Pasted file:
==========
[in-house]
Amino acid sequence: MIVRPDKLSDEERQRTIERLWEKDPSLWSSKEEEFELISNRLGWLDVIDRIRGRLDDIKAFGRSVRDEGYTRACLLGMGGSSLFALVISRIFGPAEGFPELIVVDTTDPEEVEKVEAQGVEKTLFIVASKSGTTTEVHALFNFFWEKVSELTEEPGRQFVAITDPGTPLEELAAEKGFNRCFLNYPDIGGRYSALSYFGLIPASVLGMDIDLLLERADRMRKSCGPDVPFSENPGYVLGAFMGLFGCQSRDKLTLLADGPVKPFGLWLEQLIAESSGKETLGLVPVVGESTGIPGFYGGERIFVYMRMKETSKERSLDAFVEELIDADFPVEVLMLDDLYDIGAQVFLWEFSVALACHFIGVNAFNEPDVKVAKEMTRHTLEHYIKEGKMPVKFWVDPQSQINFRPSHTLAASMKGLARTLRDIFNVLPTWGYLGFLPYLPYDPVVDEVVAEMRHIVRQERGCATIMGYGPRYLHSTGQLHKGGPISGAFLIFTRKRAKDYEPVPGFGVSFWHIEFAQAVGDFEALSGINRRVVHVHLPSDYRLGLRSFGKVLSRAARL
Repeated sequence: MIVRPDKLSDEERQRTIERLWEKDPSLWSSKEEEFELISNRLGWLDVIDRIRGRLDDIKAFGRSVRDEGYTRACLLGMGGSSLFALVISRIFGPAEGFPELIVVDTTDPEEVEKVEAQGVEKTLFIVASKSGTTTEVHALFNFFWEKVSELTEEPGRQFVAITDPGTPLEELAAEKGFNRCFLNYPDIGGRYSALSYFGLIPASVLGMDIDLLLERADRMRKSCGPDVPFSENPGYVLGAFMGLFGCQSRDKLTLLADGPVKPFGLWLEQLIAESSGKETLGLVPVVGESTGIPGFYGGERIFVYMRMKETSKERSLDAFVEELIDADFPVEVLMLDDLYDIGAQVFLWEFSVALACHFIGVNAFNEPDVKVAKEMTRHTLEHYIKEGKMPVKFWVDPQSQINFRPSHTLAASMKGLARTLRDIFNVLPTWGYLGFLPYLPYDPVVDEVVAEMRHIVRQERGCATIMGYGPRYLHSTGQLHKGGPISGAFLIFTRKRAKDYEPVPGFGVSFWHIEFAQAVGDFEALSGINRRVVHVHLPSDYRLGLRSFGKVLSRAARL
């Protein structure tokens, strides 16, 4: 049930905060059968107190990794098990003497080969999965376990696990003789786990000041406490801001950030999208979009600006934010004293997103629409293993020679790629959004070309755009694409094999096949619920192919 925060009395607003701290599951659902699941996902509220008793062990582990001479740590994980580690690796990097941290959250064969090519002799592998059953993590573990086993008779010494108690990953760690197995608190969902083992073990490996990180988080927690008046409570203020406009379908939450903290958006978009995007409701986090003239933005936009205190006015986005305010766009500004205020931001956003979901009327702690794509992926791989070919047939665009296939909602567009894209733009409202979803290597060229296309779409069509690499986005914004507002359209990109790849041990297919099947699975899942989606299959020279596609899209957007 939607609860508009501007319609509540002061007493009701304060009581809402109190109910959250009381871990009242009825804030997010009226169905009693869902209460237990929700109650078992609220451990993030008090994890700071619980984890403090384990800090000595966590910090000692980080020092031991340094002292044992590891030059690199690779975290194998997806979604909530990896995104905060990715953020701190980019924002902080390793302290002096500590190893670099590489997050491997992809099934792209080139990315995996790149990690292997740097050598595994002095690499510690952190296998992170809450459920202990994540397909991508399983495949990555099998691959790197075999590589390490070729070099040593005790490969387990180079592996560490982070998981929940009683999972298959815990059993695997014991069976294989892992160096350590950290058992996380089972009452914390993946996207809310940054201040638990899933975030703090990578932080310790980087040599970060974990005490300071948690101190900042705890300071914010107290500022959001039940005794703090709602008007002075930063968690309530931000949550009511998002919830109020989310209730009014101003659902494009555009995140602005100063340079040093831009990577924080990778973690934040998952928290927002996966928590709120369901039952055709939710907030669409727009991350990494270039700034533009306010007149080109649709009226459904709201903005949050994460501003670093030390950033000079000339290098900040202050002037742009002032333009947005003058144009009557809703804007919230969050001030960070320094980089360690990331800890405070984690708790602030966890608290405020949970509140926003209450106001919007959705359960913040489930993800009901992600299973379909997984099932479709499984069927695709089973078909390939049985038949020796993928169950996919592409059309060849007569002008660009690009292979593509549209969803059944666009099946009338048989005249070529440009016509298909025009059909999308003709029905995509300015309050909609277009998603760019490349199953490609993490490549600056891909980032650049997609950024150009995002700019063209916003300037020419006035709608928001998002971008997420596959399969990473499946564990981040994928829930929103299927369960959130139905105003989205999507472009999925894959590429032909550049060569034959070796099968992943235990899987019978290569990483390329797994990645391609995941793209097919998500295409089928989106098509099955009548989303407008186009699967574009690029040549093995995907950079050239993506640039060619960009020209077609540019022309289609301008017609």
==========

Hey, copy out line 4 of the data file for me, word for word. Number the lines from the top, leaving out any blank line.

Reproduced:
């Protein structure tokens, strides 16, 4: 049930905060059968107190990794098990003497080969999965376990696990003789786990000041406490801001950030999208979009600006934010004293997103629409293993020679790629959004070309755009694409094999096949619920192919 925060009395607003701290599951659902699941996902509220008793062990582990001479740590994980580690690796990097941290959250064969090519002799592998059953993590573990086993008779010494108690990953760690197995608190969902083992073990490996990180988080927690008046409570203020406009379908939450903290958006978009995007409701986090003239933005936009205190006015986005305010766009500004205020931001956003979901009327702690794509992926791989070919047939665009296939909602567009894209733009409202979803290597060229296309779409069509690499986005914004507002359209990109790849041990297919099947699975899942989606299959020279596609899209957007 939607609860508009501007319609509540002061007493009701304060009581809402109190109910959250009381871990009242009825804030997010009226169905009693869902209460237990929700109650078992609220451990993030008090994890700071619980984890403090384990800090000595966590910090000692980080020092031991340094002292044992590891030059690199690779975290194998997806979604909530990896995104905060990715953020701190980019924002902080390793302290002096500590190893670099590489997050491997992809099934792209080139990315995996790149990690292997740097050598595994002095690499510690952190296998992170809450459920202990994540397909991508399983495949990555099998691959790197075999590589390490070729070099040593005790490969387990180079592996560490982070998981929940009683999972298959815990059993695997014991069976294989892992160096350590950290058992996380089972009452914390993946996207809310940054201040638990899933975030703090990578932080310790980087040599970060974990005490300071948690101190900042705890300071914010107290500022959001039940005794703090709602008007002075930063968690309530931000949550009511998002919830109020989310209730009014101003659902494009555009995140602005100063340079040093831009990577924080990778973690934040998952928290927002996966928590709120369901039952055709939710907030669409727009991350990494270039700034533009306010007149080109649709009226459904709201903005949050994460501003670093030390950033000079000339290098900040202050002037742009002032333009947005003058144009009557809703804007919230969050001030960070320094980089360690990331800890405070984690708790602030966890608290405020949970509140926003209450106001919007959705359960913040489930993800009901992600299973379909997984099932479709499984069927695709089973078909390939049985038949020796993928169950996919592409059309060849007569002008660009690009292979593509549209969803059944666009099946009338048989005249070529440009016509298909025009059909999308003709029905995509300015309050909609277009998603760019490349199953490609993490490549600056891909980032650049997609950024150009995002700019063209916003300037020419006035709608928001998002971008997420596959399969990473499946564990981040994928829930929103299927369960959130139905105003989205999507472009999925894959590429032909550049060569034959070796099968992943235990899987019978290569990483390329797994990645391609995941793209097919998500295409089928989106098509099955009548989303407008186009699967574009690029040549093995995907950079050239993506640039060619960009020209077609540019022309289609301008017609």